A visitor to the tamilnation website commented: "The world is one unity.
There is no Tamil or Telugu or Moslem or Christian. Truth is termination of search and
therefore, useless. We are all standing on it. Nobody will ever know it..."
It is true that the world is 'one unity'. At the same time, Tamils living today in many
lands are inevitably drawn to examine their relationship to that 'one
Even if a Tamil should forget his national identity, the
environment around him will often conspire to remind him, of that which he may have
forgotten. As one of many illustrations, one may consider the case of a Tamil who lives in
the United States. He may be a US citizen and he may wish to serve his country (and have the ability
to do so), but his chances of becoming, say the President of the United States are
remote. His Tamil identity becomes relevant to the way that others in the US will exercise their
democratic right to vote. This is today's political reality. Even in other areas, (the
higher that one climbs the ladder of 'success') a Tamil may need to be better to be
Again, even those non Tamils who may speak about the 'one world' (and decry divisions) are
rarely prepared to give up their own national identity and they continue to live with
seeming contentment in a world divided by nation states - - 'one
world' for the Tamils but 'our
nation' for the American, the Canadian, the French and so on.
It is when a Tamil comes across these lines that a sense of his own identity as a Tamil,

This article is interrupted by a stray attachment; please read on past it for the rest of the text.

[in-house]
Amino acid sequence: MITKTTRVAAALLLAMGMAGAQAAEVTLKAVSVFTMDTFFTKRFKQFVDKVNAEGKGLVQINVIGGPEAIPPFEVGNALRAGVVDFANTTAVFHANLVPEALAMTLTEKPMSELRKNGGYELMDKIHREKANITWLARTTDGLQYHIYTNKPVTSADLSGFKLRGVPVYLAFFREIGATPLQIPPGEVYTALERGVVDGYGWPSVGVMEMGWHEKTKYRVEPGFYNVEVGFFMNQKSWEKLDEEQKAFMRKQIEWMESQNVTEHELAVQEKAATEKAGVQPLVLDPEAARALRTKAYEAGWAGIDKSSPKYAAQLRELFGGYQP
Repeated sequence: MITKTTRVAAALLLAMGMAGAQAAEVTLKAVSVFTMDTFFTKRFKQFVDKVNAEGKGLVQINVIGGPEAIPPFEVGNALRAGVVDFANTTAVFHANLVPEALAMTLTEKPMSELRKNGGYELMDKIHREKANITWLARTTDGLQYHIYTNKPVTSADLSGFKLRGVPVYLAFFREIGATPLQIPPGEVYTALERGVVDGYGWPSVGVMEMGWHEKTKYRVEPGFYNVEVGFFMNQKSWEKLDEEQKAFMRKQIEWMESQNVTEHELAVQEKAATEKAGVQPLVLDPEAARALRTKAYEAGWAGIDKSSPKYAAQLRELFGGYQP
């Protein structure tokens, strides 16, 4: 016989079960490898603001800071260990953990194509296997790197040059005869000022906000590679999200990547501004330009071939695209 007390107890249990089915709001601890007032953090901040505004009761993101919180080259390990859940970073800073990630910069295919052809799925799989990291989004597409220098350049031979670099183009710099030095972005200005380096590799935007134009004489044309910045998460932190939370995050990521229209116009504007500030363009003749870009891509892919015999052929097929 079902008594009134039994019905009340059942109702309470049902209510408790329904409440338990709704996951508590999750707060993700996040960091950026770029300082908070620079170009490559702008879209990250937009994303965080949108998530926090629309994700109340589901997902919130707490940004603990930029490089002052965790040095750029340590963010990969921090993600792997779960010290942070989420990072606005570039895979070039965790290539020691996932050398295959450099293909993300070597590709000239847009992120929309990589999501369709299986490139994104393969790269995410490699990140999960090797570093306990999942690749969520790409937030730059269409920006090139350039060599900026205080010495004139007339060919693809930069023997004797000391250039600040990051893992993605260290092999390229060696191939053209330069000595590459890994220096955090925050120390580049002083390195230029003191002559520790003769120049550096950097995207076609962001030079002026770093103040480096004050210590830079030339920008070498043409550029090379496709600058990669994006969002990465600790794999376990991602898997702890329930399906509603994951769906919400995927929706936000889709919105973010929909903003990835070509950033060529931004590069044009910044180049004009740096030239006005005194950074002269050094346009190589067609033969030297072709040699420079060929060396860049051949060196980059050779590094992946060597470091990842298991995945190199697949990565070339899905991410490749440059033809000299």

quickly emerges within him. His past becomes relevant to his present and in this way, has
something to do with his future. Every inside has an outside and the relationship between
the two is intrinsic and dynamic - the relationship is not extrinsic and static.
When the rest of the world ceases to separate the Tamil as a Tamil, the Tamils
themselves may truly become world citizens. But we cannot pretend to live in a world which
has not yet arrived.
But that is not to say that we should not work toward the ideal of a 'one
the separate national identities of the peoples of the world will be transcended by
a greater unity.
A true transnationalism will not come by the
suppression of one nation by another. A true trans nationalism will come from
nationalisms that have flowered and matured; from peoples who have grown from
dependence to independence and inter-dependence - and to work for the flowering of the Tamil
nation is to bring forward the emergence of a true trans nationalism.
We believe that Tamils have no cause, to be apologetic about their togetherness as a people. As
a people, they too have much to contribute to the rich fabric of the many nations of the
world - and to world civilisation. At the same time, is true to say that the Tamils have gained, and continue to gain,
by their interaction with other peoples and other cultures - particularly those of the
Indian sub continent. No people are an island unto themselves. The Tamil people do
not take an exaggerated view of nationalism. They are not chauvinists.